Also known as teardrops, pear shaped diamonds are visually striking and often used at the end of drop earrings or pendants.
When choosing between pear diamonds, you will want to consider the ratio of each stone. A lower ratio means a shorter and wider stone; a higher ratio means a thinner and longer stone.
You should also check that a “bow tie” is not overly prominent. Due to its elongated shape, most pear diamonds will have some degree of a bow tie in their center, but if the bow tie is too dark and wide, it will detract from the overall look of the stone.
The pointed tip of the pear, although beautiful, is the diamond’s most vulnerable point. Make sure to use a prong to protect the tip, as well as your finger.
No matter what shape of diamond you’re looking at, these are a few other considerations to take into account:
- Who certified the diamond? Some companies sell diamonds that were graded by in-house gemologists; we strongly believe it is best if a diamond is graded by a third-party lab such as GIA, IGI, or GCAL. GIA tends to have stricter standards than the other two labs. This does not mean non-GIA graded diamonds are undesirable, but rather it just means you may not be comparing apples to apples if you’re looking at stones graded by different labs.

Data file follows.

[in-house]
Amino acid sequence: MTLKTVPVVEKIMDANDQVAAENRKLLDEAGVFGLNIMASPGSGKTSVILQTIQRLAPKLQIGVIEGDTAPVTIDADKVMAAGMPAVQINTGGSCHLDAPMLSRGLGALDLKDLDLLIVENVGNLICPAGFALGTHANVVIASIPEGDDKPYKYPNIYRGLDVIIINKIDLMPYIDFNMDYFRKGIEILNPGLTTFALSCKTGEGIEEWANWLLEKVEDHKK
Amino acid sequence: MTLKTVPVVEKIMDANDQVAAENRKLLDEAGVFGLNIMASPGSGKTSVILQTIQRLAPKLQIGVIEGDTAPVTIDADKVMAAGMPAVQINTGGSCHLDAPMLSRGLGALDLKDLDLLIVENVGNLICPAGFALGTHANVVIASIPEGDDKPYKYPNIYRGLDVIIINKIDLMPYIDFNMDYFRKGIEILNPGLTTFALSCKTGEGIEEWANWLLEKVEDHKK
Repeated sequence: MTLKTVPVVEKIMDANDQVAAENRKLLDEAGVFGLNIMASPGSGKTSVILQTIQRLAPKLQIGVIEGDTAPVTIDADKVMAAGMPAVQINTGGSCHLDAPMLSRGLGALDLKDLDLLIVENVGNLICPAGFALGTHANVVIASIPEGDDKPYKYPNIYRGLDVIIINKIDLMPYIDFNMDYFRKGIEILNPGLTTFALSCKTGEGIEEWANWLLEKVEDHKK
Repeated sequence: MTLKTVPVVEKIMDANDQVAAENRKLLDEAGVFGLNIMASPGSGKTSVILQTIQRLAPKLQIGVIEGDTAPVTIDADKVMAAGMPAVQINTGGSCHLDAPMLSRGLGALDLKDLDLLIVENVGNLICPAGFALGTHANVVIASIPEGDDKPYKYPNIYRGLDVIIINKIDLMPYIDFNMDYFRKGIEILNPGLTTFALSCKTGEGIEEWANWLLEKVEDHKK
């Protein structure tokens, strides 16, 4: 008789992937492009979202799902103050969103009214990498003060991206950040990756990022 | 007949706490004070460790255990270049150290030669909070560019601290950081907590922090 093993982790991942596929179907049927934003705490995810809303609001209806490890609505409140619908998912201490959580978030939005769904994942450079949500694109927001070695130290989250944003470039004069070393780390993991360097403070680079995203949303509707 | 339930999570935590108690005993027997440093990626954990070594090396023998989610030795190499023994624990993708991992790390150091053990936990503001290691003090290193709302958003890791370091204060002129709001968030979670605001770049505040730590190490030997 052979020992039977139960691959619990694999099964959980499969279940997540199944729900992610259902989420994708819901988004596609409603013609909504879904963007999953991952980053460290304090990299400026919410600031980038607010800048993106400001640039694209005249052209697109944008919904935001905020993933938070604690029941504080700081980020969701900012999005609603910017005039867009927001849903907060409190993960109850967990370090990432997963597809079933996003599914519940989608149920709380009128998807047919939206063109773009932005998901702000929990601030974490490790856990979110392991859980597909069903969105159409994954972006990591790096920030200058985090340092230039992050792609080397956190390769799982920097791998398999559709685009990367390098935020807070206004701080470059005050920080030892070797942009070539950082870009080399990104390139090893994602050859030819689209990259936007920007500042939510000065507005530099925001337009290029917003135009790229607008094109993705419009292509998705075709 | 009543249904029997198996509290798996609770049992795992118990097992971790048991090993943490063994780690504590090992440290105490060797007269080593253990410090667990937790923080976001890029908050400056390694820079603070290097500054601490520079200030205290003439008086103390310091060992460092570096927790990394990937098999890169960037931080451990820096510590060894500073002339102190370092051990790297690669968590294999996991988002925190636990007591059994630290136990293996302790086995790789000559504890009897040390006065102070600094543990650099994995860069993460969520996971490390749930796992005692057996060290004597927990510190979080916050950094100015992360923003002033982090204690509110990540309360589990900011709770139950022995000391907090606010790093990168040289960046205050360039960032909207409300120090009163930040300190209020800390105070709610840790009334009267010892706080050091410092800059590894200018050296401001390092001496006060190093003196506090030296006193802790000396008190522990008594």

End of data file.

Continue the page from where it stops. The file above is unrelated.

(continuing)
- Are any inclusions visible to the eye? In diamonds with VS2, SI1 and SI2 (and below) clarity grades, there may be small imperfections that are visible without a loupe. The details of those inclusions matter. if they’re in a corner that can be covered by a prong, for example, or if the inclusion is a white feather, it won’t impact the final look of your ring and that stone is likely a great buy.
- Is there fluorescence present? Generally with higher colors, it is better to have less fluorescence, because fluorescence often results in a less lively stone. However, fluorescence can also help warmer colors look whiter on their face.
- How is the symmetry and polish graded? A top grade on both will contribute towards the diamond’s overall brilliance and shine.